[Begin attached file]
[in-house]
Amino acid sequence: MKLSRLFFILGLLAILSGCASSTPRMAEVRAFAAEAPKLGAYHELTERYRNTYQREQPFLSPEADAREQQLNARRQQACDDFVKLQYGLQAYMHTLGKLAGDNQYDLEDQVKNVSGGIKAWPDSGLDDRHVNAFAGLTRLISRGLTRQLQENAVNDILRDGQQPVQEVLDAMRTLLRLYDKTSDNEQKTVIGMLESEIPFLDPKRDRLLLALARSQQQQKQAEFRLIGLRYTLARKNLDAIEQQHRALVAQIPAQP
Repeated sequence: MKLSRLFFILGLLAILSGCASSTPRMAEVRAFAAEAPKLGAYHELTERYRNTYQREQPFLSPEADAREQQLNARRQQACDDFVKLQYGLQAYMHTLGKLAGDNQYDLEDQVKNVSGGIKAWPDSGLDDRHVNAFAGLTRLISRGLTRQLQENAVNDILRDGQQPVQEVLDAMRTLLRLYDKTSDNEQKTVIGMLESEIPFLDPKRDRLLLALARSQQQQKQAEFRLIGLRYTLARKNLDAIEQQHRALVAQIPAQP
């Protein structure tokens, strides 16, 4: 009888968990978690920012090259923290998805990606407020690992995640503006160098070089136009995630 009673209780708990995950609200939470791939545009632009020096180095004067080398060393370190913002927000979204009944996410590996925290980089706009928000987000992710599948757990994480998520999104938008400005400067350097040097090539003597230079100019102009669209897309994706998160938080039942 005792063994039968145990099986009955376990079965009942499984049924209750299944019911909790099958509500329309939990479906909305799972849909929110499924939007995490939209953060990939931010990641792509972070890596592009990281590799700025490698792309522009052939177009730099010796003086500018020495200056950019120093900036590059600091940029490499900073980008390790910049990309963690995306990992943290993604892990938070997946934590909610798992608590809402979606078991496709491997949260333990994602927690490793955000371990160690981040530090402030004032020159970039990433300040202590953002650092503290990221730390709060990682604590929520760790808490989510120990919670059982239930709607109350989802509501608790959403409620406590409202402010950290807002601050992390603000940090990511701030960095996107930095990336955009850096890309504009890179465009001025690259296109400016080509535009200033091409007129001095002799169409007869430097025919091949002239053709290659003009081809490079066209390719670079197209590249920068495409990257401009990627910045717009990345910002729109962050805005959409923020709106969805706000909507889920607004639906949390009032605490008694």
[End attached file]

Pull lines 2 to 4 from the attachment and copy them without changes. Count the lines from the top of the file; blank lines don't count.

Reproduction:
Amino acid sequence: MKLSRLFFILGLLAILSGCASSTPRMAEVRAFAAEAPKLGAYHELTERYRNTYQREQPFLSPEADAREQQLNARRQQACDDFVKLQYGLQAYMHTLGKLAGDNQYDLEDQVKNVSGGIKAWPDSGLDDRHVNAFAGLTRLISRGLTRQLQENAVNDILRDGQQPVQEVLDAMRTLLRLYDKTSDNEQKTVIGMLESEIPFLDPKRDRLLLALARSQQQQKQAEFRLIGLRYTLARKNLDAIEQQHRALVAQIPAQP
Repeated sequence: MKLSRLFFILGLLAILSGCASSTPRMAEVRAFAAEAPKLGAYHELTERYRNTYQREQPFLSPEADAREQQLNARRQQACDDFVKLQYGLQAYMHTLGKLAGDNQYDLEDQVKNVSGGIKAWPDSGLDDRHVNAFAGLTRLISRGLTRQLQENAVNDILRDGQQPVQEVLDAMRTLLRLYDKTSDNEQKTVIGMLESEIPFLDPKRDRLLLALARSQQQQKQAEFRLIGLRYTLARKNLDAIEQQHRALVAQIPAQP
């Protein structure tokens, strides 16, 4: 009888968990978690920012090259923290998805990606407020690992995640503006160098070089136009995630 009673209780708990995950609200939470791939545009632009020096180095004067080398060393370190913002927000979204009944996410590996925290980089706009928000987000992710599948757990994480998520999104938008400005400067350097040097090539003597230079100019102009669209897309994706998160938080039942 005792063994039968145990099986009955376990079965009942499984049924209750299944019911909790099958509500329309939990479906909305799972849909929110499924939007995490939209953060990939931010990641792509972070890596592009990281590799700025490698792309522009052939177009730099010796003086500018020495200056950019120093900036590059600091940029490499900073980008390790910049990309963690995306990992943290993604892990938070997946934590909610798992608590809402979606078991496709491997949260333990994602927690490793955000371990160690981040530090402030004032020159970039990433300040202590953002650092503290990221730390709060990682604590929520760790808490989510120990919670059982239930709607109350989802509501608790959403409620406590409202402010950290807002601050992390603000940090990511701030960095996107930095990336955009850096890309504009890179465009001025690259296109400016080509535009200033091409007129001095002799169409007869430097025919091949002239053709290659003009081809490079066209390719670079197209590249920068495409990257401009990627910045717009990345910002729109962050805005959409923020709106969805706000909507889920607004639906949390009032605490008694």